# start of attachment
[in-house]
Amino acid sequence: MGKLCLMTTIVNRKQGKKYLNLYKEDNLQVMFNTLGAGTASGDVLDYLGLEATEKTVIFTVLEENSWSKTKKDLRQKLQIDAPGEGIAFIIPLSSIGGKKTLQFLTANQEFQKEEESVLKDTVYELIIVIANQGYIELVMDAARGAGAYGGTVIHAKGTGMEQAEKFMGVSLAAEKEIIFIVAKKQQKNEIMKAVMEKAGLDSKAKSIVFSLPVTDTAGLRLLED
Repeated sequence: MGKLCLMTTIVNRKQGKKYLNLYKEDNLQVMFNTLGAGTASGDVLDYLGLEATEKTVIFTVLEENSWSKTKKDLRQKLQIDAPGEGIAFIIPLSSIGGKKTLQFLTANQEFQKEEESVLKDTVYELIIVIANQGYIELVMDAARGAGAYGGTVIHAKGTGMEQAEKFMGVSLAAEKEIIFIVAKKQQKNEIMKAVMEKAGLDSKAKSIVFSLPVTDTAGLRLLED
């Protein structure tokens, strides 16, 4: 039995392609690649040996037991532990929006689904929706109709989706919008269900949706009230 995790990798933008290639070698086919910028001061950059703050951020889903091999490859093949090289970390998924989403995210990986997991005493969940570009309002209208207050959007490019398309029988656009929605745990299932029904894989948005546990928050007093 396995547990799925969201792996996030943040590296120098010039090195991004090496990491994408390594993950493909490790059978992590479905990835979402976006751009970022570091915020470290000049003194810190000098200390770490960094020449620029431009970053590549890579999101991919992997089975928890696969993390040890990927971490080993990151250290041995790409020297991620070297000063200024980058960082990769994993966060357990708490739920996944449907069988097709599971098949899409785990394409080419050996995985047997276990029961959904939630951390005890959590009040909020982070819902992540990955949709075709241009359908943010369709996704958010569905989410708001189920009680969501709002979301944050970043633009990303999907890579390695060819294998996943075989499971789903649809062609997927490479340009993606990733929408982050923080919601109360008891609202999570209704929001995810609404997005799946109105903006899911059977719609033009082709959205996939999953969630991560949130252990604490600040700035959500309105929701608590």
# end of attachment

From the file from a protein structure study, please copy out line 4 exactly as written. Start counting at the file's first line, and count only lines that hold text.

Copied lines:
């Protein structure tokens, strides 16, 4: 039995392609690649040996037991532990929006689904929706109709989706919008269900949706009230 995790990798933008290639070698086919910028001061950059703050951020889903091999490859093949090289970390998924989403995210990986997991005493969940570009309002209208207050959007490019398309029988656009929605745990299932029904894989948005546990928050007093 396995547990799925969201792996996030943040590296120098010039090195991004090496990491994408390594993950493909490790059978992590479905990835979402976006751009970022570091915020470290000049003194810190000098200390770490960094020449620029431009970053590549890579999101991919992997089975928890696969993390040890990927971490080993990151250290041995790409020297991620070297000063200024980058960082990769994993966060357990708490739920996944449907069988097709599971098949899409785990394409080419050996995985047997276990029961959904939630951390005890959590009040909020982070819902992540990955949709075709241009359908943010369709996704958010569905989410708001189920009680969501709002979301944050970043633009990303999907890579390695060819294998996943075989499971789903649809062609997927490479340009993606990733929408982050923080919601109360008891609202999570209704929001995810609404997005799946109105903006899911059977719609033009082709959205996939999953969630991560949130252990604490600040700035959500309105929701608590």